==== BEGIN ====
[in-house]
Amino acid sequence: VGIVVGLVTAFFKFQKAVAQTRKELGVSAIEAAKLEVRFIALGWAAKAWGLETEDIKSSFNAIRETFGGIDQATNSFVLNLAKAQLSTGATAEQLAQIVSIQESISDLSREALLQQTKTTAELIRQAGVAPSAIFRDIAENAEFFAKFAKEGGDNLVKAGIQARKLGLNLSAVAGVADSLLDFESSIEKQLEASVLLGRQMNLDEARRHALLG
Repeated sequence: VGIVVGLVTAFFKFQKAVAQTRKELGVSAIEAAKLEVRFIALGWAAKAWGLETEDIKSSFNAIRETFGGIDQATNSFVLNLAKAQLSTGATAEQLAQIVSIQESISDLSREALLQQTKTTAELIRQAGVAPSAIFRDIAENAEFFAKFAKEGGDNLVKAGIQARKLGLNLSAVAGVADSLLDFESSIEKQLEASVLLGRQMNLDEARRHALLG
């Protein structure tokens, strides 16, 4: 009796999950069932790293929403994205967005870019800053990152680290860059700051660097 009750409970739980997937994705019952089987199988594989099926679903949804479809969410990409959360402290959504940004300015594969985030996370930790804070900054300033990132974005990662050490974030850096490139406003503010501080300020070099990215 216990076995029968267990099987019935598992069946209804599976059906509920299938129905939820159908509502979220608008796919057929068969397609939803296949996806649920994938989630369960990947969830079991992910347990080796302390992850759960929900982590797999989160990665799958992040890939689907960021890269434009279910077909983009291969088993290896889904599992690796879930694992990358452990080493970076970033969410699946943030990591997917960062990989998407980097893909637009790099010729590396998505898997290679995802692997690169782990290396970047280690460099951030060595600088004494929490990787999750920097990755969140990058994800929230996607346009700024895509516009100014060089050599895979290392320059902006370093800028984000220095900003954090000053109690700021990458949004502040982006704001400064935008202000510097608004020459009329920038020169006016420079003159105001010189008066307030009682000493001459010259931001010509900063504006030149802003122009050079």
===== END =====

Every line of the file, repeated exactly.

[in-house]
Amino acid sequence: VGIVVGLVTAFFKFQKAVAQTRKELGVSAIEAAKLEVRFIALGWAAKAWGLETEDIKSSFNAIRETFGGIDQATNSFVLNLAKAQLSTGATAEQLAQIVSIQESISDLSREALLQQTKTTAELIRQAGVAPSAIFRDIAENAEFFAKFAKEGGDNLVKAGIQARKLGLNLSAVAGVADSLLDFESSIEKQLEASVLLGRQMNLDEARRHALLG
Repeated sequence: VGIVVGLVTAFFKFQKAVAQTRKELGVSAIEAAKLEVRFIALGWAAKAWGLETEDIKSSFNAIRETFGGIDQATNSFVLNLAKAQLSTGATAEQLAQIVSIQESISDLSREALLQQTKTTAELIRQAGVAPSAIFRDIAENAEFFAKFAKEGGDNLVKAGIQARKLGLNLSAVAGVADSLLDFESSIEKQLEASVLLGRQMNLDEARRHALLG
């Protein structure tokens, strides 16, 4: 009796999950069932790293929403994205967005870019800053990152680290860059700051660097 009750409970739980997937994705019952089987199988594989099926679903949804479809969410990409959360402290959504940004300015594969985030996370930790804070900054300033990132974005990662050490974030850096490139406003503010501080300020070099990215 216990076995029968267990099987019935598992069946209804599976059906509920299938129905939820159908509502979220608008796919057929068969397609939803296949996806649920994938989630369960990947969830079991992910347990080796302390992850759960929900982590797999989160990665799958992040890939689907960021890269434009279910077909983009291969088993290896889904599992690796879930694992990358452990080493970076970033969410699946943030990591997917960062990989998407980097893909637009790099010729590396998505898997290679995802692997690169782990290396970047280690460099951030060595600088004494929490990787999750920097990755969140990058994800929230996607346009700024895509516009100014060089050599895979290392320059902006370093800028984000220095900003954090000053109690700021990458949004502040982006704001400064935008202000510097608004020459009329920038020169006016420079003159105001010189008066307030009682000493001459010259931001010509900063504006030149802003122009050079």